Letter is in Response to the Cutting Down of
Live Oak Trees in Aransas Pass
Live Oak Trees in Aransas Pass
My dad passed away the week of Thanksgiving. The holidays this year were a blur for me, between honoring his wish to be "taken home" to Kentucky to be buried and spending several weeks away from my own family moving his belongings to storage. He has been gone for three months and, although I'm healing more each day, his absence has left a hollowness I can't exactly explain. The lessons he shared with me and my brother Mick, however, will be passed on to our children and grandchildren.
|Photo of Big Tree at Goose Island State Park by David Allen Ilfrey Jr.|
I'd like to tell you about the one that seems to hold the most gravity for me today. He always taught us the importance of doing what's right even when it's unpopular. I have tried to live by that maxim in my personal and professional pursuits. So, in honor of my Dad the great teacher of life, I have decided to stand up for what is right but not necessarily popular.
Trees perform specific and vital functions within a given ecosystem. Native trees, especially, offer food and/or shelter to birds, butterflies, beneficial insects, and other wildlife. Beneath them are companion plants -- shrubs, perennials, ornamental grasses, vines, if you like -- that complete the web of life. Each member of the ecosystem depends on the others for something and often their job, their "ecological niche", is interdependent on the other members' jobs. When you remove a tree, it should be a decision reached only after consulting with horticulture experts, wildlife restorationists, members of the community, and others who may be directly or indirectly impacted.
There are plentiful sound reasons for removing these giants of ecosystems. Exotic-invasive species should absolutely be eradicated and replaced with native and some adaptable species. Unhealthy specimens might adversely affect other members of the ecosystem, thereby prompting the decision to remove a tree. In the case of a community eager to develop, a rerouting of a roadway might be a reasonable explanation for removing a tree, but only as a last resort. Sadly, none of these reasons fit the decision to clear-cut several very stately, very mature Live Oaks and replacing them with palm trees.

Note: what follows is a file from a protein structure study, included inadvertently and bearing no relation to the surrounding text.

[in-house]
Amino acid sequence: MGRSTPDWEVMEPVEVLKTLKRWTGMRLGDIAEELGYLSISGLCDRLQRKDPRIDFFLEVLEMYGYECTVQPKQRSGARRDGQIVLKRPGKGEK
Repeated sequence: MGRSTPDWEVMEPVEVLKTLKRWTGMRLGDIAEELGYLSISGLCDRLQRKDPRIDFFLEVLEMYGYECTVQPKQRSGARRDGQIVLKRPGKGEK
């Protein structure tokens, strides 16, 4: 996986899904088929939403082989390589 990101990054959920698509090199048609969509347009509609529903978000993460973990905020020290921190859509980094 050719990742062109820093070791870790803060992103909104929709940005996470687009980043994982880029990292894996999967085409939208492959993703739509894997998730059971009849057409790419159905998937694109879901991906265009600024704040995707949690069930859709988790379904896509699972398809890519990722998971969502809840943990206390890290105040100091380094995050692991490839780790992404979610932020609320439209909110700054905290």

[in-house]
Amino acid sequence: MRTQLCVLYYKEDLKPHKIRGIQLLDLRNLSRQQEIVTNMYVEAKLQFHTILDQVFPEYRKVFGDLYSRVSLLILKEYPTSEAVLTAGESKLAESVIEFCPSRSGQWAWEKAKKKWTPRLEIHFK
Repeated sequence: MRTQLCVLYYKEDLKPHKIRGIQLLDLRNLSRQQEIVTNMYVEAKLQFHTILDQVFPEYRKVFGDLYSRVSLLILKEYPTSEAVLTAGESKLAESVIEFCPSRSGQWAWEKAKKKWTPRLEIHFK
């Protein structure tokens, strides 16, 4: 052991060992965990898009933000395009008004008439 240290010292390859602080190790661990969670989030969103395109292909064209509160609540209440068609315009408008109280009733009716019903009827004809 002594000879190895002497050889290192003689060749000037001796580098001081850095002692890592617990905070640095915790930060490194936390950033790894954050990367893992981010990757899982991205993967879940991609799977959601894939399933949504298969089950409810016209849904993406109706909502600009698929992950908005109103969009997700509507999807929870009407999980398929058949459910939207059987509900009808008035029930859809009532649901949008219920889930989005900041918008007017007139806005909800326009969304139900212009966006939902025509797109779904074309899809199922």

The trees were located in Aransas Pass and were by all accounts beloved by residents for decades. Based on their size, the trees were approximately 50-75 years old. Perhaps older. From an economic perspective, these trees were valued in the tens of thousands of dollars per tree. Specimens of their size and form are rare in the nursery industry, which could have increased their value further. Birds and other wildlife depended on those very trees for their survival. The Coastal Bend ranks at or near the top of "birdiest" locations in the United States. If we decimate the birds' habitat, they will not come. And neither will the birders, the tourists who flock to our area to observe birds in their native habitat. The absence of these trees will directly impact the economy and ecology of our region. These majestic symbols of Texas' Coastal Bend were priceless jewels brimming with beauty and history. Yet, they were cut down simply to create "consistency" within the median planting; the spaces left by the Live Oaks will be filled with approximately 30 palm trees to match a few existing specimens. For the sake of consistency, then, we have given up the Hopi diamond in exchange for a trinket from a bubble gum machine.
All of this is part of a project to promote clean air initiatives; those mature Live Oaks had been performing that function for at least two generations. How long, if ever, until the palm trees match the air-cleaning capabilities of the Live Oaks? The wildflowers that bloom in that median every spring, too, will be replaced...with turfgrass. Exotic-invasive turfgrass.
Funding for the project is being provided by TXDOT and was lobbied for by Keep Aransas Pass Beautiful. David spoke with someone from TXDOT who assured him those trees were intended to be transplanted to another location within Aransas Pass. They were not. Instead, seven or more irreplaceable specimens were cut down based on the aesthetic values of a small group of people. This decision was not based on data from experts in horticulture, wildlife management, bird habitat restoration, tourism, or general business practices. Nor were the interests of the residents in that neighborhood considered. This decision seems incongruent with the values of Keep Texas Beautiful and its affiliates in our region. In neighboring Aransas County, for example, the Live Oaks are revered and preserved: they are protected by ordinances because of their invaluable contributions to our economy and ecology.
Today, on Texas Independence Day, we celebrate the people, the symbols, and the heritage of our history. We celebrate our rugged personality. But these symbols of Texas' Coastal Bend are not being celebrated. Making firewood of these local treasures is not the right thing to do. Replacing them with palm trees and turfgrass is not the right thing to do. But standing up and speaking out about this travesty is absolutely the right thing to do. I think Dad would be proud.
- Christy Ilfrey
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